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Conservation program helps landowners restore their property

Issa Trujillo of The Harbor School and Quinn Williams of Homestead plant trees at a recent work party. - Dana Schuerholz-Wright Photo
Issa Trujillo of The Harbor School and Quinn Williams of Homestead plant trees at a recent work party.
— image credit: Dana Schuerholz-Wright Photo

Mounds of blackberries have been replaced by hundreds of native trees and shrubs along the banks of a small stream near the Westside Highway, thanks to the effort of several children and a little-known program offered by the King Conservation District.

Indeed, several of the kids, students at The Homestead School and The Harbor School, paused from their work during a recent daylong planting party and marveled at what they were helping to accomplish.

“At first the stream was all blackberries. You could hardly see it,” said Mabel Moses, 10. “Now, look! It’s fun to see it.”

Lucca Shattuck, 9, said he hopes to return in 20 years, when the short, spindly trees he planted will tower over the stream. “I’ll be able to say, ‘Hey, I planted that tree.’”

It wasn’t long ago that this deeply channeled stream that flows from the steep slopes of Vashon’s west side into Colvos Passage was barely discernible. Thick brambles enveloped it, said Dana Schuerholz-Wright, who runs the Homestead School, situated on a seven-acre property she owns with her partner Sarah Wright.

Last fall, Schuerholz-Wright and the kids at the Homestead School started removing the invasive blackberries, ivy and holly; she used the work parties as an opportunity to talk to the students about the stream, its ecology and its importance to Puget Sound’s overall health.

But it was slow-going and arduous, until Schuerholz-Wright discovered that a program offered by the King Conservation District (KCD) would help to cover the costs of a restoration effort. She applied for the grant — an amazingly simple process, she said. And now, the conservation district is covering 90 percent of the project’s hard costs — from hundreds of trees to dozens of yards of mulch — as well as some of the people power to make it happen.

“It was a huge boost,” she said of the conservation district’s support.

All told, the project will cost about $6,000; Schuerholz-Wright expects to pay $600 out of her own pocket. A restoration team has also begun working with her and the kids, pouring in hours of technical and hands-on support that a year ago she thought she’d have to do on her own.

The funds and support, she said, “make it possible to take on something like this. … It’s a way to get something done that’s out of the scope of most landowners.”

The King Conservation District has been around more than 60 years, created — with hundreds of other conservation districts across the country — in response to the short-sighted land-management practices that led to the devastating Dust Bowl in the 1930s. Today, it works with a variety of landowners on how best to manage their natural resources, financed by way of a $10 assessment tacked onto every property owner’s tax bill.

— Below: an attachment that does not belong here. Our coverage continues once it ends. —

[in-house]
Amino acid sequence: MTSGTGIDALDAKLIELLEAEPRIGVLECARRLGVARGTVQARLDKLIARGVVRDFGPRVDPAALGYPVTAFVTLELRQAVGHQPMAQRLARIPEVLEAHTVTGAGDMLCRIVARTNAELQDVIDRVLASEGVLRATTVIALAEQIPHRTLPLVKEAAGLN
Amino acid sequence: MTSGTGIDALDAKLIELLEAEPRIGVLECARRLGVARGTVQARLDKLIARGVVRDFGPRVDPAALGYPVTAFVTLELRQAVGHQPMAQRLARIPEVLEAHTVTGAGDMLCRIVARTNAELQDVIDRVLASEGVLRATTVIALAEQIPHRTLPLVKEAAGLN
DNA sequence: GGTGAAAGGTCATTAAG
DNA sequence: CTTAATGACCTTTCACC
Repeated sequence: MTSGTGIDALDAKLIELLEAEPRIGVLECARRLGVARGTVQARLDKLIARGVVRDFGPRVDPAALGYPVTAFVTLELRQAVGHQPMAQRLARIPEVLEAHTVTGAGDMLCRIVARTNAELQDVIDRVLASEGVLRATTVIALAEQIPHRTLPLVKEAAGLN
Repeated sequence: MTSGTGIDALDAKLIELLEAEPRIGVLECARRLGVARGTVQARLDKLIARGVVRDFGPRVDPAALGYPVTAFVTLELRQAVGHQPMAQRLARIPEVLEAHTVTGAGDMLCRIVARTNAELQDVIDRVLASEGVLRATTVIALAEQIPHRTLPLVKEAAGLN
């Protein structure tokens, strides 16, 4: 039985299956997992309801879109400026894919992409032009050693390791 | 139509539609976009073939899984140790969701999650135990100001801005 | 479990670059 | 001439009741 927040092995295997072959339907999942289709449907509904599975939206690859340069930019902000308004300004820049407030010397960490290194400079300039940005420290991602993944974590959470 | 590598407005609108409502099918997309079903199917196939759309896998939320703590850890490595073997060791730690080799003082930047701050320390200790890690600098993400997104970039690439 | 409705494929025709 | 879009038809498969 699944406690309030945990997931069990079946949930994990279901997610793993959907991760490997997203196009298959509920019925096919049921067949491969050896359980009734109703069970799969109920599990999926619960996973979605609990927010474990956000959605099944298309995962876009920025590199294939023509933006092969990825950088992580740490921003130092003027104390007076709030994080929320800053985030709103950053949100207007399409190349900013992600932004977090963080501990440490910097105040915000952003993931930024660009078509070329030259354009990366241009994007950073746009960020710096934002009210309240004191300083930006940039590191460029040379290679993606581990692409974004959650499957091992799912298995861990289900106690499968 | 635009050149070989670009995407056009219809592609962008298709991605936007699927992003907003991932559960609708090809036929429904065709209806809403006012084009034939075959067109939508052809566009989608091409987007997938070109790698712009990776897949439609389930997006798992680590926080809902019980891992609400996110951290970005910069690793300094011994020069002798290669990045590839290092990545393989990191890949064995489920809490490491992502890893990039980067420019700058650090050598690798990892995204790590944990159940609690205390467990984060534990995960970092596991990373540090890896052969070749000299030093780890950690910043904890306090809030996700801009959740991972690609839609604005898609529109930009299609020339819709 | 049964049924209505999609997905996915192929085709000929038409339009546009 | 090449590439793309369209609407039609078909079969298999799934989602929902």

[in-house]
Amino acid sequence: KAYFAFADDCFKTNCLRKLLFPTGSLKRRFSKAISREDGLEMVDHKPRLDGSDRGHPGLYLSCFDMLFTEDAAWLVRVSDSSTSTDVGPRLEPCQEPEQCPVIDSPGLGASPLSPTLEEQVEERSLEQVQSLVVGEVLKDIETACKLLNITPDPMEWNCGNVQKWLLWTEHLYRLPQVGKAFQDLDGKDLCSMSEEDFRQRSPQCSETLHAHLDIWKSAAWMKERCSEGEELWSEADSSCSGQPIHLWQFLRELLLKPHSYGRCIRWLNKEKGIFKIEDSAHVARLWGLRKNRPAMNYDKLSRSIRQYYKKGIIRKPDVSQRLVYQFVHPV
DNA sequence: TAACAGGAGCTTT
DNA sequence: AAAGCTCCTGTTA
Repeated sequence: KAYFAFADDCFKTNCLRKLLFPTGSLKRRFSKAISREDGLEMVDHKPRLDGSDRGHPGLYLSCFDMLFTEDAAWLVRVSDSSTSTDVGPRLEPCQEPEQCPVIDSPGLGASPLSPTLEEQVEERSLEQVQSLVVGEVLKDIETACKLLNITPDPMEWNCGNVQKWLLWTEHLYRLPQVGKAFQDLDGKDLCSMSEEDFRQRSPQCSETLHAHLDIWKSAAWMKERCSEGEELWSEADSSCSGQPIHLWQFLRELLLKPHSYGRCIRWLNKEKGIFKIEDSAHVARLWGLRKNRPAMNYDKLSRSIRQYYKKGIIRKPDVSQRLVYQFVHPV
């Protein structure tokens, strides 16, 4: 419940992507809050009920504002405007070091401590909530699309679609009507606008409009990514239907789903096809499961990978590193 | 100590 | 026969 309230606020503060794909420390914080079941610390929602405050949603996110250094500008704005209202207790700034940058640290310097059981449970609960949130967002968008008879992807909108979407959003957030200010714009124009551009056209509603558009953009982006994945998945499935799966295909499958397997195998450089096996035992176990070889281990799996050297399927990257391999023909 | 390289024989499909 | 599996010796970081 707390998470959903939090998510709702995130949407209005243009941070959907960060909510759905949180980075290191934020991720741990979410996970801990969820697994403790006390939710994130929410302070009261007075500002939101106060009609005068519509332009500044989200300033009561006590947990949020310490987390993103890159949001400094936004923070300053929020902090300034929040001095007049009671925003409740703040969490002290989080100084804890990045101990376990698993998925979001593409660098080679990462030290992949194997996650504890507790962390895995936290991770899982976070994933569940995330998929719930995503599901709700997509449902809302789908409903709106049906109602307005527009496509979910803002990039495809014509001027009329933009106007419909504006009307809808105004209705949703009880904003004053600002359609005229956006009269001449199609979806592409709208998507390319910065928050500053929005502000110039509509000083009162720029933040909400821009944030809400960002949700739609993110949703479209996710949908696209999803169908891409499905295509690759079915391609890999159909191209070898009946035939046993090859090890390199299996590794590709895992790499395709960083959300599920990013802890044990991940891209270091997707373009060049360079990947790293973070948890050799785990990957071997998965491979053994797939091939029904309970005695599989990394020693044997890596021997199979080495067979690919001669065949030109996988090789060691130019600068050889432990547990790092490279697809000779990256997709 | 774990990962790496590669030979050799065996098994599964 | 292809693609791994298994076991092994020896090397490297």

Landowners within its boundaries are entitled to technical assistance on a range of natural resource issues — including water quality protection, farm management, soil and slope stability and wildlife enhancement.

KCD is mostly known for working with farmers to develop farm management plans that protect natural resources — a program that often includes cost-share grants to landowners to implement some of the practices they come up with in the course of the process, said Jay Mirro, a resource specialist for KCD. Called the Landowner Incentive Program, or LIP, it covers the cost of fencing, manure bins, pasture planning and several other so-called best practices, with KCD paying 50 to 75 percent of the hard costs. Also on the list are aquatic buffer plantings, covered to the tune of 90 percent, as Schuerholz-Wright discovered.

Since 2008, when the landowner incentive program was started, KCD has provided nearly $40,000 in cost-share grants covering 16 projects on Vashon, said Annmarie Magnochi, interim coordinator of the land incentive program.

The projects make sense ecologically, said Adam Jackson, a resource specialist who was at Homestead’s property during the recent work party. “When it rains, water comes downhill. These buffers help to slow it down and take up the excess nutrients,” he said.

There are hundreds of such streams on Vashon’s west side, all of them flowing into Puget Sound, he added. “If we can get more folks on board, we can really begin to make a difference,” he said.

Schuerholz-Wright, who has long been concerned about the Sound’s environmental health, has already begun spreading the word about the program.

“If enough of these streams get healthy, the result, at some point, will be exponential,” she said.

The perennial stream on her property doesn’t have a name, but the kids in her small school will soon name it, she said. They’ll also watch the processes unfold over time — including, Schuerholz-Wright hopes, the return of migratory songbirds, butterflies and other insects and the slow, steady return of a healthy stream.

“This project fulfills a strong desire in children to make a difference,” she added. “They’re proud of their work.”

 

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